Formerly called FlexiGroup, Humm Group is another small-cap in the BNPL space with Hummpro, a BNPL option for SMEs. The company’s cost to income (CIR) ratio is expected to increase to support its UK and Canada launch.

The Micro-Caps

Micro-cap BNPL stock Openpay Ltd recently entered the US$55.8 billion US and UK veterinary markets in partnership with cloud-based product leader in global veterinary software, ezyVet. Expanding Openpay’s entry into the healthcare sector, the newly inked partnership will enable any of ezyVet’s practices in the US (by early FY22) and UK (late in FY21) to offer payment plans to pet owners seeking to spread the cost of their veterinary procedures and treatments.

Here in Australia, Openpay was the first BNPL player to enter the hospital segment of the Healthcare vertical via a major partnership with St John of God Health Care. The initial launch across three hospitals allows patients to spread their hospital costs for elective surgery procedures, across plans ranging from two to 12 months.

Also at the microcap end of the BNPL sector is Kiwi company LayBuy, which launched in 2017. Having entered the UK market in 2018, LayBuy claims to be one of the most capital-efficient, with weekly payment cycles resulting in it turning capital around 24 times annually.

LayBuy managing director Gary Rohloff told ShareCafé that when fully drawn, the funding line enables the business to achieve a NZ$4 billion annualised gross merchandise value (GMV). In contrast to other BNPL operators, 85% of LayBuy’s transactions use a debit card, never charge interest, and are currency agnostic.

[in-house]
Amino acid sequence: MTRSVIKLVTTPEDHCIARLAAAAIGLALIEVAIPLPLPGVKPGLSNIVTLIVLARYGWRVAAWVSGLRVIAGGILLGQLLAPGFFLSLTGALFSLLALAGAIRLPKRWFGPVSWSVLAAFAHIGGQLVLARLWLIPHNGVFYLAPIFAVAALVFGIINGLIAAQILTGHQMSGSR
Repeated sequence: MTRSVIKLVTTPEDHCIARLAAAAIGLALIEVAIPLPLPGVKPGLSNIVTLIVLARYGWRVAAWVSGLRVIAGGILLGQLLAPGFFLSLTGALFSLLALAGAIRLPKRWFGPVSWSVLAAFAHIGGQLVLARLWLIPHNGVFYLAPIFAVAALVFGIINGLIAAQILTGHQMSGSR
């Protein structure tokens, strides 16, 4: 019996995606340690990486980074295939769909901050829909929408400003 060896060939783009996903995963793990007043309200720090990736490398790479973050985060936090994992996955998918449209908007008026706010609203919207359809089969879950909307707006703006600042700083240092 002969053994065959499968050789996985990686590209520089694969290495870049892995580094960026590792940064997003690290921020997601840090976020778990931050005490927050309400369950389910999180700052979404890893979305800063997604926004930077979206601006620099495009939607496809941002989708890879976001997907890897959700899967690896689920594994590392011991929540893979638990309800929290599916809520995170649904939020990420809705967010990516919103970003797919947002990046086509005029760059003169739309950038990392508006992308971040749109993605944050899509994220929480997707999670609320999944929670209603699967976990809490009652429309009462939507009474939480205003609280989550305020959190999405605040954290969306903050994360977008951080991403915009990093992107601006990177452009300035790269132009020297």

Another ASX-listed BNPL tiddler (market cap $231 million) is relative newcomer IOUpay Ltd which is aggressively targeting the South East Asia e-commerce sector. Catering for top-tier customers, IOUpay currently processes more than 18 million transactions a month in Malaysia and Indonesia. IOUpay’s share price recently rallied on news it had signed a strategic agreement with Malaysia’s MYP1 to integrate with its Smart POS system.

Then there’s Zebit Inc (ZBT), which while technically not at BNPL stock, is an E-commerce company offering a one-stop shopping retailer in the US. Founder and CEO of Zebit Marc Schneider told ShareCafé that Zebit was created to help disintermediate the predatory financial providers that prey on the country’s 120 million US credit challenged consumers, and offer the ability to pay over six months.


What will ultimately separate future winners from losers in the burgeoning BNPL sector is how profitable and durable their business models will be as the market becomes more regulated, increasingly crowded, and more commoditised. Watch this space.

About Mark Story

A former editor, columnist, and chief reporter on business and financial publications across NZ, Australia, Hong Kong and the US, Mark operates Prime Strategy Media. He divides his time between share market commentary and analysis, B2B, financial, mainstream media, and high level content and strategy for financial institutions.